Each side of the Palace Green is lined with houses and storefronts, some set up like they were at the time and others set up for today's tourists.

A few of the houses that line the streets 
The Bruton Parish Church is still an active church with weekly services. It has quite the history. It was first built across the street in 1684 and very quickly became inadequate as the congregation grew rapidly. In 1706 the current church was built and prospered for many years. By the end of the Revolution the church was barely surviving and the building fell into disrepair. In 1862 it served as a hospital for Confederate soldiers.  In the late 1820's an attempt to "modernize" the building left it unrecognizable from its glory days.  In the early 1900's restoration started on the church to bring it back to its original status. By 1939 the complete renovation was done and it is now an authentic replica of the original church.
It is surrounded by a cemetery with graves dating back to the late 1600's. Many of the tombstones were repaired during the reconstruction. Colonel John Pace, died in 1692, it is the oldest to date that we have seen in our travels. Oh, to think what life was like for this person?

The Colonial Gardens are beautifully laid out, with flowers and herbs. You can actually get your hands dirty and use tools from the time period. The poppies were a favorite for us, we used to grow them at our first house in Detroit. The spider was a fun find.

The Courthouse and Market are directly across the street from each other. We met a couple from Ann Arbor, MI while at the Market, and their gentle giant Obie.

The Capitol Building is not nearly as impressive as the Governors Palace but not too shabby either.
The House of Burgesses of the Colony of Virgina met here from 1705, when the capitol was relocated from Jamestown, until 1779. Two buildings served the colony on this site, the first from 1705 to 1747, when it was destroyed by fire. The second from 1753 to 1779.
This reconstruction, built in the early 1930's, is of the first capitol building.

The College of William and Mary was founded by King William and Queen Mary II. It is the second oldest institution of higher education after Harvard. Our third, fifth and tenth presidents, Thomas Jefferson, James Monroe and John Tyler along with many other key figures of the day attended the college.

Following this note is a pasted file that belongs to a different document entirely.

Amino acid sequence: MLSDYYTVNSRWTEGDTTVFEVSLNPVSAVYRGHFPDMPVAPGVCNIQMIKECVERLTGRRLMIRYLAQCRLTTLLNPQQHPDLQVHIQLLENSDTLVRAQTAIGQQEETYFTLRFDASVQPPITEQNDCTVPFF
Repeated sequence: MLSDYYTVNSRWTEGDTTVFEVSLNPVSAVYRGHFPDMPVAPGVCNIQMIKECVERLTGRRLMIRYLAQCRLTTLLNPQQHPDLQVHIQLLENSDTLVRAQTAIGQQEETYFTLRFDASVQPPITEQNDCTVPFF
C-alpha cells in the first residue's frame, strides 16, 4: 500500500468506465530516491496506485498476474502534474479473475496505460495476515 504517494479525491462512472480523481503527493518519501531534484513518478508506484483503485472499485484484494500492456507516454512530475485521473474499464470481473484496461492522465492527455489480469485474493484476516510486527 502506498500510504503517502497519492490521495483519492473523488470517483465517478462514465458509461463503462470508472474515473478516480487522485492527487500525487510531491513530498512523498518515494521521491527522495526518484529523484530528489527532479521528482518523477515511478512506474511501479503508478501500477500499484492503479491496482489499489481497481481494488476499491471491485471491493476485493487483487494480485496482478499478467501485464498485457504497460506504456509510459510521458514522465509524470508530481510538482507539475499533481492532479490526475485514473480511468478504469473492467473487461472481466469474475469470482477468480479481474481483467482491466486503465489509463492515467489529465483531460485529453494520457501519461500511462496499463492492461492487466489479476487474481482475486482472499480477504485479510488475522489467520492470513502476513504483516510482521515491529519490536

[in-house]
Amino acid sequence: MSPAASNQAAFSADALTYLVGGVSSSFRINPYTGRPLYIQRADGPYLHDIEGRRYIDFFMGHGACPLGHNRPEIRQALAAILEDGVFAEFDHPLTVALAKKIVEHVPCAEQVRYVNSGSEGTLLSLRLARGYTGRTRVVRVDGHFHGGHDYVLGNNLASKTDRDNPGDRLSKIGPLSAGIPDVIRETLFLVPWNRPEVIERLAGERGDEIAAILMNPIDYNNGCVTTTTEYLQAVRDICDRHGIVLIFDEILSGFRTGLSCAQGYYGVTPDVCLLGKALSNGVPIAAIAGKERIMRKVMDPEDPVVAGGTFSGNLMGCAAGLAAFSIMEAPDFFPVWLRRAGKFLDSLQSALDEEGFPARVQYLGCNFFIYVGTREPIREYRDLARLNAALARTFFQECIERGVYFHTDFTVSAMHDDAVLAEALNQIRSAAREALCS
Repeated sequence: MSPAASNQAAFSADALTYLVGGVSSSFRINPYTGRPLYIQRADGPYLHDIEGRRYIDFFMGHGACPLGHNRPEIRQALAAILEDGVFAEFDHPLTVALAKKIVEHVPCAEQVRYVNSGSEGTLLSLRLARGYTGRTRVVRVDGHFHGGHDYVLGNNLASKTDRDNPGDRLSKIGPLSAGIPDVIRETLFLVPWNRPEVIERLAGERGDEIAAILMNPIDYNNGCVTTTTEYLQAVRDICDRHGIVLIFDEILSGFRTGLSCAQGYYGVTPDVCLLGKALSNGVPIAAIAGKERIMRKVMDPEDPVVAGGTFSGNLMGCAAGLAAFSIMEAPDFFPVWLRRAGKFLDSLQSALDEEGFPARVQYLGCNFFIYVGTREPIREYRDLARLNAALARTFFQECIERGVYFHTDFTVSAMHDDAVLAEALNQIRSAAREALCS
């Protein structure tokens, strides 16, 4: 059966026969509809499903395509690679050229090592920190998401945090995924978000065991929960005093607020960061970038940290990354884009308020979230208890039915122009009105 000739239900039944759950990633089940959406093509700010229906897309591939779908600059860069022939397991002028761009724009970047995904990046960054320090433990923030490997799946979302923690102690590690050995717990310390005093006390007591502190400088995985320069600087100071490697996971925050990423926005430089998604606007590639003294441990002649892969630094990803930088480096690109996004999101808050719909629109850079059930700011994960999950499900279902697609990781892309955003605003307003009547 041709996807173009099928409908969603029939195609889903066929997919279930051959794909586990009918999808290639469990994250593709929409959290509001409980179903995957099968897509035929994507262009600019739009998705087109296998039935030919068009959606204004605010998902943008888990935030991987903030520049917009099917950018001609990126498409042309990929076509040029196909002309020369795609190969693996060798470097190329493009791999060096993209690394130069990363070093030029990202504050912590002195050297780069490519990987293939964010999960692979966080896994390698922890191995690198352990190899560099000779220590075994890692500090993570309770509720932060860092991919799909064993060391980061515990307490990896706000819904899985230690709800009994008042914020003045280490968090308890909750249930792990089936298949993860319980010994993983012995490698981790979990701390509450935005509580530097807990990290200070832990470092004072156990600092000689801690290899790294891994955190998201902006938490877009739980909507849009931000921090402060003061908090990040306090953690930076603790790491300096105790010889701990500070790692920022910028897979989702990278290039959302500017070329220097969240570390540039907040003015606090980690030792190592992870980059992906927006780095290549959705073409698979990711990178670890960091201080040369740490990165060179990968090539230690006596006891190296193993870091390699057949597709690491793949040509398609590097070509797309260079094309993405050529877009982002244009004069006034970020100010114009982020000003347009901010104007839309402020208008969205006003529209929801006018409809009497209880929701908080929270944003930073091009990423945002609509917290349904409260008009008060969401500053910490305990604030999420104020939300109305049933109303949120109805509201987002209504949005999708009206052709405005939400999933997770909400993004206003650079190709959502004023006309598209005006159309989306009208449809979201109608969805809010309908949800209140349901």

There is a statue of Thomas Jefferson on the campus that is fondly called the "Dead-beat Student". We don't know about dead-beat but the pose could be of any current college student.
There is also a statue of James Monroe.

Two other roadsides that we found in the area were a statue of Jimmy Maloney who started the Williamsburg Pottery Company and an interesting speed limit sign - do speedometers even show a 1/2 speed?

On our visit to Historic Jamestown we stopped at the Jamestown Glass House. They do live glass blowing demonstrations throughout the day and there is a nice selection of glass items to purchase. Nancy got a beautiful cobalt blue glass and we picked up a fun shaker for our friend Anne who shares Nancy's love of blue glass.

As you drive through the park it is hard to imagine living here as there is so much water everywhere. There are pull offs along the road that have informational signs about the history of the area. At Jamestown Rediscovery Village, you can see what life was like here back in Colonial days.

Part two will have more history and fun roadsides.

Till we meet again...

Happy Trails to You!

Tips and things we have learned along the way.
~ tip will be included in part two.

Sunday, June 10, 2018

North Carolina - Chocowinity


We arrived at the Twin Lakes RV Resort in Chocowinity, NC on May 13, 2018. The campground is on a small peninsula bordered by the Chocowinity Bay and the Pamlico River, just across from Washington, NC.